Sunday, June 29, 2003

GLASTONBURY - LIVE FROM THE SOFA: Ridiculously, BBC Three are going to piss off not only for 24 but the chinnywagging about 24 Pure 24 show in a moment, and so there's a slight sense of rush in this evening's programme (although not so rushed that they couldn't find time for yet more of David Gray's Friday evening set - what is this? Some sort of pain to make us pay for our pleasure?). The tightness of time was a pity, as the producers had suddenly woken up to life beyond the Pyramid and Other stages, inviting The Bandits up to represent everybody on the New Bands Stage and crossing to see the Roots on the Dance Stage live.

Among the bits recorded earlier was Dave Gahan's first ever appearance at Glastonbury. He told ColinEdith he 'couldn't remember' if he'd ever been to Glastonbury as a paying customer; in most people this would be trying too hard to earn cool points, but with Gahan you can safely chalk it up to most of his weekends having been lost, mislaid or otherwise displaced from his memory. This is the first time we've had a chance to see what Gahan is up to these days, and his hard-won independence from Martin Gore was trampled on a bit when they picked Personal Jesus to illustrate his set. For some reason, Gahan and his band had reinvented this in a style that smacks more of the Glitter Band than the original; the feeling that we're at the end of some pier is increased when Dave starts yelling "Glastonbury - I can't hear you!" like he was Ted Bovis. It's not easy to judge from one song, but the impression is: Martin Gore's main role in Depeche Mode wasn't as songwriter, but as the one who kept the cheap vaudeville in check.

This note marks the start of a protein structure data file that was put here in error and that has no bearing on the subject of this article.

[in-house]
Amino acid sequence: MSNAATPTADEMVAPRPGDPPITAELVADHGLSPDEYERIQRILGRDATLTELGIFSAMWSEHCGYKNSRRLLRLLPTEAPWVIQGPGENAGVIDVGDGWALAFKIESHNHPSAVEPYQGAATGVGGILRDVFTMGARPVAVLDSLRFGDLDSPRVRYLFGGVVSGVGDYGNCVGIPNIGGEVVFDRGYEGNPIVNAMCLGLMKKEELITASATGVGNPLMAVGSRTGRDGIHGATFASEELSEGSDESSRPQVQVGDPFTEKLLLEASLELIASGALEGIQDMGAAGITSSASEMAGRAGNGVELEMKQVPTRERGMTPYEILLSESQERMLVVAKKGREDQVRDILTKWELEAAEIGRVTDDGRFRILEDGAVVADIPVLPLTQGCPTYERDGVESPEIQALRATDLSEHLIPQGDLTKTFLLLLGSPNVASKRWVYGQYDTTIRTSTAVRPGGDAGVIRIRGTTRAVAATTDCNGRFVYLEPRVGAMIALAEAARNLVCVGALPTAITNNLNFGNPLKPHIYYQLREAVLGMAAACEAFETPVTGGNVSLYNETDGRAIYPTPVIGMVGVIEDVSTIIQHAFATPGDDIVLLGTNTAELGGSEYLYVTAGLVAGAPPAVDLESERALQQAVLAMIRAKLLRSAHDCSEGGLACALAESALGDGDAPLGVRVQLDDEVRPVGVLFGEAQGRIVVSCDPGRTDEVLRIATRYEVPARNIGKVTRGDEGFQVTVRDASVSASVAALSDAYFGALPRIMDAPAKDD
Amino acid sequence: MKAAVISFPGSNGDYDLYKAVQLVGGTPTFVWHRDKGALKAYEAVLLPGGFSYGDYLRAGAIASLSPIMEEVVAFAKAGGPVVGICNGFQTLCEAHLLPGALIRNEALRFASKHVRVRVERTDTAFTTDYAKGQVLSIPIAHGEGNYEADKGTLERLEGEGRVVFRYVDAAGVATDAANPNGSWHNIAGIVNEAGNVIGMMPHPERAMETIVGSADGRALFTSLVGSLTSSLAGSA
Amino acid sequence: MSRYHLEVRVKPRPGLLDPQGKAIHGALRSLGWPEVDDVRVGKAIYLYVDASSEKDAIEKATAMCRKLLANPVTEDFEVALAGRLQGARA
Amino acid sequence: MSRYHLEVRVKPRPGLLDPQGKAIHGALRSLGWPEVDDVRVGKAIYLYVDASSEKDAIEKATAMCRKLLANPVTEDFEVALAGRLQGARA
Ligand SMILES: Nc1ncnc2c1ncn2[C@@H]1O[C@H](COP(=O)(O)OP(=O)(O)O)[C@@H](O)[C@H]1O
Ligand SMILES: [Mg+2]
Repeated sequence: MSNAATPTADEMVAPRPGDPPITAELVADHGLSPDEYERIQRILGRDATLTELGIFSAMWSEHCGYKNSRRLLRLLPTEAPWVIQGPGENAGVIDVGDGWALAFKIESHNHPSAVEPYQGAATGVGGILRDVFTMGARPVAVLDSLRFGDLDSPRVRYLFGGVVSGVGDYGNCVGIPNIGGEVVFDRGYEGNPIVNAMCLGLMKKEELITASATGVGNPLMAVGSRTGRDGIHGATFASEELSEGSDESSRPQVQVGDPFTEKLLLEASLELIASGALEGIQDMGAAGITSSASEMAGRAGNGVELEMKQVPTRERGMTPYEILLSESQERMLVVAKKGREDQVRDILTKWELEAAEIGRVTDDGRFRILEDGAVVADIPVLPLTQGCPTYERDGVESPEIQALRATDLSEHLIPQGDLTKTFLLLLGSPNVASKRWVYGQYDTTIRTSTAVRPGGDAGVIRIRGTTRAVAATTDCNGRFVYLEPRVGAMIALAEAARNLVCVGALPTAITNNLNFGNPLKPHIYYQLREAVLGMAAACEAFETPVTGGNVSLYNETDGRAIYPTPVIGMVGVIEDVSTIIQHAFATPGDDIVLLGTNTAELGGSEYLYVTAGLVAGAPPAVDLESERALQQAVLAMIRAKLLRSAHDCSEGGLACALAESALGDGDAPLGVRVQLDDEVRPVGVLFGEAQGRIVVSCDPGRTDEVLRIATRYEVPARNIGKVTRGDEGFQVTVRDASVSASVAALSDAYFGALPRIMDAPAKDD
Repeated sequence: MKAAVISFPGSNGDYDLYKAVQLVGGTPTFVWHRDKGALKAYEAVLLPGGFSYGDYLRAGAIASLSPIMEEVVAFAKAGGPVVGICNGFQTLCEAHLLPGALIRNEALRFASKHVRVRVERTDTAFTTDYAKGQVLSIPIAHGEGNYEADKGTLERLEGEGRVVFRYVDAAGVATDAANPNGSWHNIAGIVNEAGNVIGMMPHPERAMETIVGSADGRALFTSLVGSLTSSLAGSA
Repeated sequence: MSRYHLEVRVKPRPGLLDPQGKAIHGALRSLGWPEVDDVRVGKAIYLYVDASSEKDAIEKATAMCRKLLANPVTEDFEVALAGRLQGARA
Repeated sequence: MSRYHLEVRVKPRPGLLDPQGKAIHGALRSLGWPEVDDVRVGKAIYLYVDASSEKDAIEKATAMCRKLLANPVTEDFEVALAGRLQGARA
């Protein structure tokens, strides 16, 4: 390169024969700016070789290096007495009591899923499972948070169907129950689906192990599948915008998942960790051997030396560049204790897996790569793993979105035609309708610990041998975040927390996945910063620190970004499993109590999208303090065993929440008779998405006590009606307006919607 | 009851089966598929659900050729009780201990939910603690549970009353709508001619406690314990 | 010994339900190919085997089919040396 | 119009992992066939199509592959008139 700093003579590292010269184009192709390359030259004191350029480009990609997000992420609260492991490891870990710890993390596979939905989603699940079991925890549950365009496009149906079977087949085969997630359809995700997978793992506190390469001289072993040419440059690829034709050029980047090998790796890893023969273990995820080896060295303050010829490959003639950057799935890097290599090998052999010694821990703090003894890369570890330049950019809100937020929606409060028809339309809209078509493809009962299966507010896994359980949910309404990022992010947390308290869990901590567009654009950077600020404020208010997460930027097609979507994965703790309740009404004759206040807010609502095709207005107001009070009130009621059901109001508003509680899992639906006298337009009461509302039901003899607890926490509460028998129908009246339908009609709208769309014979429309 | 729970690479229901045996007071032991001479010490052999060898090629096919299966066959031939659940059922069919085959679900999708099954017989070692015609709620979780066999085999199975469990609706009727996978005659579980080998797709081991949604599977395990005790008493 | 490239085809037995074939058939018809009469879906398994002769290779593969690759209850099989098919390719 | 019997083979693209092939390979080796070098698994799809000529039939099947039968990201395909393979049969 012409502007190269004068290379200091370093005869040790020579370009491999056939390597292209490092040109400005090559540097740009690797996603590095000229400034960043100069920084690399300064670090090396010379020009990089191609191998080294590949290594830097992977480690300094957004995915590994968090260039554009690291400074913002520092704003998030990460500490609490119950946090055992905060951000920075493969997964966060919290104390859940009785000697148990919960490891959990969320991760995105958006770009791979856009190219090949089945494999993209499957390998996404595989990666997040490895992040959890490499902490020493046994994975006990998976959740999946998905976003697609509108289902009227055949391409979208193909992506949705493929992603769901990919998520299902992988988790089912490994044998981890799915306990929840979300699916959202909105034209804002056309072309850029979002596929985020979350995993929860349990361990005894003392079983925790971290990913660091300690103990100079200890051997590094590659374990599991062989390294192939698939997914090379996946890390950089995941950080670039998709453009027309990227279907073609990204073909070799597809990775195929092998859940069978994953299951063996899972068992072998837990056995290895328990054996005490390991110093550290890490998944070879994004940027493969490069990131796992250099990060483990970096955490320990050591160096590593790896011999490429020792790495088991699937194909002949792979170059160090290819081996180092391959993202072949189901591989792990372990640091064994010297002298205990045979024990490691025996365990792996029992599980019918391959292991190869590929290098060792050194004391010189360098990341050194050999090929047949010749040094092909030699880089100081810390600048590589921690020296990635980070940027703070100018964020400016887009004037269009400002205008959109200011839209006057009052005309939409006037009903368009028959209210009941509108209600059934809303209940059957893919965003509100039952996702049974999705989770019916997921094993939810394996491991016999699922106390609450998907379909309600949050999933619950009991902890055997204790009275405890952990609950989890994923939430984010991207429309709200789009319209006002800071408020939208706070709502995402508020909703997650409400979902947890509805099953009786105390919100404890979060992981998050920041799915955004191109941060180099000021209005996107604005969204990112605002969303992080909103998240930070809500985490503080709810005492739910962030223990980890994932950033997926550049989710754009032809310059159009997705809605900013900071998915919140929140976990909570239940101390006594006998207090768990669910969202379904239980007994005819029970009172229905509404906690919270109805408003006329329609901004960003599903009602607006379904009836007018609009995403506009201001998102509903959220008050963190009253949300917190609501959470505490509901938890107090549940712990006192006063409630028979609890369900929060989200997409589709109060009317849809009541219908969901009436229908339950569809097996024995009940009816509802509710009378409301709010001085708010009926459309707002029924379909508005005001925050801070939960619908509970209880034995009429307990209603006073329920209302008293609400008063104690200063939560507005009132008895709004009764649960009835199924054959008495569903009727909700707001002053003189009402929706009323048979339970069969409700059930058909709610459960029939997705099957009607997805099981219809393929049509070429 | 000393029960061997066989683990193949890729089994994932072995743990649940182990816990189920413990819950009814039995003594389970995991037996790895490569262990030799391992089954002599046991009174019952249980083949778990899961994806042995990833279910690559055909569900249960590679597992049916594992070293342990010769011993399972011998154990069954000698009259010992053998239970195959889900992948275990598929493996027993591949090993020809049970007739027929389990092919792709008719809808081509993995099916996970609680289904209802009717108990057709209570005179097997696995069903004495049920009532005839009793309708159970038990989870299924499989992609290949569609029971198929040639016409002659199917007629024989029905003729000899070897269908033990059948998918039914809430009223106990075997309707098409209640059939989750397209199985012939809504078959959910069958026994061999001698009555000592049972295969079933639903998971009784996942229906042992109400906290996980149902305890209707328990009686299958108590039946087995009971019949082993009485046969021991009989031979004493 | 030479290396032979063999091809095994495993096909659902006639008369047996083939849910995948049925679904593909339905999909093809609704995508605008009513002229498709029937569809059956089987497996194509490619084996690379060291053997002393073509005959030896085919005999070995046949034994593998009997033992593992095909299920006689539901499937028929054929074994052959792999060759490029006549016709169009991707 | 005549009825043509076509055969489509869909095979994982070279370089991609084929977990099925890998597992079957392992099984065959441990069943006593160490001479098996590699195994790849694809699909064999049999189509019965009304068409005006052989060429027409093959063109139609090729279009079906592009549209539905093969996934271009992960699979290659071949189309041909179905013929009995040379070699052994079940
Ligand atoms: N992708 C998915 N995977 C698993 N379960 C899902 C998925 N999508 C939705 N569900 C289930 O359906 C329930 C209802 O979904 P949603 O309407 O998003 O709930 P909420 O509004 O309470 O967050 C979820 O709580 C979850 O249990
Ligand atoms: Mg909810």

The Manics play a new tune - so new it doesn't have a name yet, and so dull it doesn't have a hook, either. The band were seemingly stuck in a chug-through gear until they hit Take The Skinheads Bowling (a better cover choice than James made earlier for BBC2), after which it was as if they'd been reminded that music was, you know, supposedly the thing they loved so much they made it their lives. Just as they were picking up, of course, BBC Three moved away.

BBC 2 have taken up the baton - Phil Jupitus and Lauren Laverne in the much nicer studio (why does BBC 2 have different titles and onscreen captions, by the way?) but they've been hobbled from the off by having Moby on closing things off with the advert jingles we all know and love. Still, as I'm listening to this, I know I'm fourteen stairs away from my soft, lovely bed and two steps from a kettle - the poor sods stuck down the front still have to plod up that bloody hill through the village before they can even start the journey home. All in all, it's been a great weekend from a coverage point of view, a mix of the so-so and the schweet, and probably the best Glastonbury I haven't been to.

I know some of you out there will be reading this after having made the Great Plod Home - how was it, then? email us and let us know.

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